Just four miles from bustling Franklin Street in Chapel Hill is a step back in time: a farm whose first rows were hoed in 1756. The 282 acres of grassy cow pasture called Mount View Farm has been in the same family ever since. A white clapboard farmhouse built in 1926 — a relatively new addition — sits close to the road. Three 90-year-old barns and two silos are nearby.
“I’m sleeping in the room I was born in,” says Gordon Neville, 78, whose grandfather built the house from trees that grew on the property. “Only thing you had to buy back then were the windows, the nails, and the doorknobs — you know, metal and things not grown on the farm,” he says.
This land has always provided most of what the Neville family has needed. Across the street and down the road are two other parcels of family farmland. In the early 1970s, the family switched from dairy cattle to an Angus beef operation. “We are strictly cow people,” says Gordon, who is the eighth generation in his family to reside on the farm. “My sister and brother-in-law are cow people; their boys are cow people.”
Mount View Farm is one of only 17 accredited Bicentennial Farms in the state. Of the more than 50,000 farms across North Carolina, 1,766 of them are verified Century Farms by the Department of Agriculture. All of these historic farms are rooted in the state’s heritage and vital to its economy; agribusiness is an $84 billion industry. To survive the unpredictability of seasons and markets, all of these family farms have had to learn to adapt.
Take Sugarloaf Orchards, 135 miles west of Mount View, a Century Farm that dates back to the early 1800s. Brothers Bobby and Bryant Lowe are the fourth generation in their family to own the 281 acres of apple, peach, and pear trees located in Sugarloaf Township, outside of Taylorsville and just shy of Rocky Face Mountain State Park. “My grandfather grew a lot of apples, and so did my dad. It’s just been a family tradition,” Bobby says. “We’re still hanging on. There’s not a lot of apple growers left in the county.” In the mid-1970s, Sugarloaf bought the apple house and built it up. Today, it serves as a general store, where the orchard sells cider and locally made jams, honey, and country ham.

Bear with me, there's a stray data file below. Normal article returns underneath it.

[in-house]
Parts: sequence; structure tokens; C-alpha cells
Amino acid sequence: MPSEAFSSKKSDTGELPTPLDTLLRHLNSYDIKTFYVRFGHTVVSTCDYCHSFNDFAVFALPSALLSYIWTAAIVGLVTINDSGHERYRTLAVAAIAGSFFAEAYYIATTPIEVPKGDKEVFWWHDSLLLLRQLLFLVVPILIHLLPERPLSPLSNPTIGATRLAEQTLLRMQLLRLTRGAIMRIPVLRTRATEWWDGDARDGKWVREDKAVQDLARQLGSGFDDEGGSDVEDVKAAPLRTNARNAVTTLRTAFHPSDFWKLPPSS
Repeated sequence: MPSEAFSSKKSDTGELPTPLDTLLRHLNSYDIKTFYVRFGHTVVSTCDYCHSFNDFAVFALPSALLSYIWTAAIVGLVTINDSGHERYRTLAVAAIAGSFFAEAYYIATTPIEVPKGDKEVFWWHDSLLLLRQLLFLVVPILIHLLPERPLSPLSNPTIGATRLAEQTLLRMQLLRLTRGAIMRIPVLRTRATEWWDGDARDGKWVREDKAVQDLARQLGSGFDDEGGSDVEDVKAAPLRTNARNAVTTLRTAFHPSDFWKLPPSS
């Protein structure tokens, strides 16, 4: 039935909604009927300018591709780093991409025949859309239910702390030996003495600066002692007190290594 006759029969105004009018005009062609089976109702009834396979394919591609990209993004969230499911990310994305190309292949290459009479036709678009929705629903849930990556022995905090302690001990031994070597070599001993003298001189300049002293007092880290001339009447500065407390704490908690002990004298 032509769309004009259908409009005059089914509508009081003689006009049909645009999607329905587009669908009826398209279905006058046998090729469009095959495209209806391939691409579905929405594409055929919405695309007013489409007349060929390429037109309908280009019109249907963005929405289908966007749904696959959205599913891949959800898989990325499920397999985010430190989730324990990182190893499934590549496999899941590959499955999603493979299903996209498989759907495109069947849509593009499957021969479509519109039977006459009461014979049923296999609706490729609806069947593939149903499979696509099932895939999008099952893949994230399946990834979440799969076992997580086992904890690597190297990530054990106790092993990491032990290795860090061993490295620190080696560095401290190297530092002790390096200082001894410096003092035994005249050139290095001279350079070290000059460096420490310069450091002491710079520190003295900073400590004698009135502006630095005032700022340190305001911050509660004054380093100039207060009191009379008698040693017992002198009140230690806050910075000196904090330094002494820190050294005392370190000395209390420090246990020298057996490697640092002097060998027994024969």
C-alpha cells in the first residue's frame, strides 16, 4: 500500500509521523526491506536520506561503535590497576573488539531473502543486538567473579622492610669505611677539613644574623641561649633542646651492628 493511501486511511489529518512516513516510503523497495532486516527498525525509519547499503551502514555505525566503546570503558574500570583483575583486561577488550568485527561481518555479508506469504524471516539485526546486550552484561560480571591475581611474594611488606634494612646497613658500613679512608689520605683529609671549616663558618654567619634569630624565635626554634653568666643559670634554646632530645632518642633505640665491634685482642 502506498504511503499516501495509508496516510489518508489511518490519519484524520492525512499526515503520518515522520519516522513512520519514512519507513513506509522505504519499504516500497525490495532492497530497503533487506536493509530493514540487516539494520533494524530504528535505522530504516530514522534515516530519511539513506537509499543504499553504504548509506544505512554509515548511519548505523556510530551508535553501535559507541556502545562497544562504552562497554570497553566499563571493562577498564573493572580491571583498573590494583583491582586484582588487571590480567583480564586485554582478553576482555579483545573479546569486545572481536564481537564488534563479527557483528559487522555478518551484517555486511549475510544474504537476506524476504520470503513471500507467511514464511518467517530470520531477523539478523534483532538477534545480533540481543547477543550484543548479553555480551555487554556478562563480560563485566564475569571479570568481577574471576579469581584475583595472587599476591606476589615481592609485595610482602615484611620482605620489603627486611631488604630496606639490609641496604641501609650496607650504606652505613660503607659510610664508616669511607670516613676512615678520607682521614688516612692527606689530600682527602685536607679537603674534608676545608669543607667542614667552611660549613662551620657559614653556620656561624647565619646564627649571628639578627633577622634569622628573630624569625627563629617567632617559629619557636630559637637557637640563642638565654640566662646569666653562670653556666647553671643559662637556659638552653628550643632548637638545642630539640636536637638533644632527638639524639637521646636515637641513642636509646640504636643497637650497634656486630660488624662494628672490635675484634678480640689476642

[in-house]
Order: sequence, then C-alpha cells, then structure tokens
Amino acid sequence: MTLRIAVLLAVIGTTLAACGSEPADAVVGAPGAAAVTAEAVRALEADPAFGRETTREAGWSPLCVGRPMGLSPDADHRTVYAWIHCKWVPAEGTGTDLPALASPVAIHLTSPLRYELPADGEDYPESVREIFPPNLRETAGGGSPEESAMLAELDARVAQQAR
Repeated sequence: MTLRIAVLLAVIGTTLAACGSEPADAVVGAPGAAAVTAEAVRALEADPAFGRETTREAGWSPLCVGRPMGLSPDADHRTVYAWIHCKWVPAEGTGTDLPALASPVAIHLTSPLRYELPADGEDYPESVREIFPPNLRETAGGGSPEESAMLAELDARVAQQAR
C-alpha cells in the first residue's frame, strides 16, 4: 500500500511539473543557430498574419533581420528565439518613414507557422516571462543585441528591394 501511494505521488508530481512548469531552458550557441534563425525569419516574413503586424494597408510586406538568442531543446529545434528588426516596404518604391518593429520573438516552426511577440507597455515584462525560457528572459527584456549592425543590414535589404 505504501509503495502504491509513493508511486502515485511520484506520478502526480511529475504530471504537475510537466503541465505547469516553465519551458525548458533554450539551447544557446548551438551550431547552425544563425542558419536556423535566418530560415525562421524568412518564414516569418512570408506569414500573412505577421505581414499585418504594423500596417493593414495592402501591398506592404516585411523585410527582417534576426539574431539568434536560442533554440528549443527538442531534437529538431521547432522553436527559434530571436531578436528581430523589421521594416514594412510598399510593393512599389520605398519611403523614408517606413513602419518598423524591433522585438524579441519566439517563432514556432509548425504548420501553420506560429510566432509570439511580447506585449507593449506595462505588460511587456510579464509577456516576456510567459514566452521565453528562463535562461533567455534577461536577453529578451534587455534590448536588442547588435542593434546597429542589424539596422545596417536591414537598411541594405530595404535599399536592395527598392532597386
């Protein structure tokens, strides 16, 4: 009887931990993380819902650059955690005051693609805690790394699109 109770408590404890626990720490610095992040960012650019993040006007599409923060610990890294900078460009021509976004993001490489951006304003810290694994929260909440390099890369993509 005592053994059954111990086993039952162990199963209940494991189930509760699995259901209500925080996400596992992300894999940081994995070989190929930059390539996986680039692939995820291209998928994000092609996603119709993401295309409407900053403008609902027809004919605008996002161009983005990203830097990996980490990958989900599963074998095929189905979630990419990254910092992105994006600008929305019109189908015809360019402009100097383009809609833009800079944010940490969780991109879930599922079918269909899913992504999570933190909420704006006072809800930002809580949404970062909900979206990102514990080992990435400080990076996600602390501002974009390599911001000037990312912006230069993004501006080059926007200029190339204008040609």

Funston Farms in Winnabow only recently earned the title of Century Farm. It’s been run by the Earp family continuously since 1910, though the Earps’ ancestors first established the farm during the Revolutionary War. Today, Funston Farms produces something for everyone on their 4,500 acres: beef, pork, corn, grasses, soybeans, and wheat.
Jeff Earp is the fourth-generation owner and handles day-to-day operations. His father, Wilber Earp, was recently named a finalist for multistate farm of the year, and for good reason: In more than a century of operation, the farm has survived many hardships, from droughts and hurricanes to the Great Depression and recessions.
Resilience is something all Century and Bicentennial Farms have in common. But it’s the bond a family forges with the land that keeps the farms going, generation after generation. Gordon Neville and his wife, Pat, are hopeful that their son will return to Mount View Farm one day to run it, just like Gordon did. “I always felt a connection,” Gordon says. “This is home headquarters.”
Some historic farms are open for visitors, including:
7415 NC Highway 16, Taylorsville, NC 28681
(828) 635-7477, sugarloaforchards.com
Four more Century Farms open for picking, strolling, sampling, or just poking around.
Mid-1700s • Adams Vineyards • Willow Spring • (919) 567-1010
Eight generations have toiled in these fields. Now, this converted tobacco farm produces distinctive wines from native muscadine grapes. Take home a bottle or stay and sip awhile at the tasting bar.
3390 John Adams Road • (919) 567-1010
1861 • Lyon Farms • Creedmoor
Much of their fresh produce — especially sweet strawberries — can be found at local produce stands and farmers markets, but visitors can go straight to the source and handpick their own.
1544 Munns Road • (919) 528-3263
1867 • BN Acres Farm • Lexington
A farm-to-table experience: Stroll among the fields of grazing Charolais cattle, a heritage breed that originated in France, before buying grass-fed steaks or roasts to cook for dinner.
1043 Turner Road • (336) 238-3939
1890 • Biltmore Estate • Asheville
The historic barn reflects the lives of families who tended crops, raised livestock, and worked at Biltmore Dairy in the early 1900s. Watch blacksmiths in action or pet animals in the farmyard.
1 Lodge Street (Antler Hill Village) • (800) 411-3812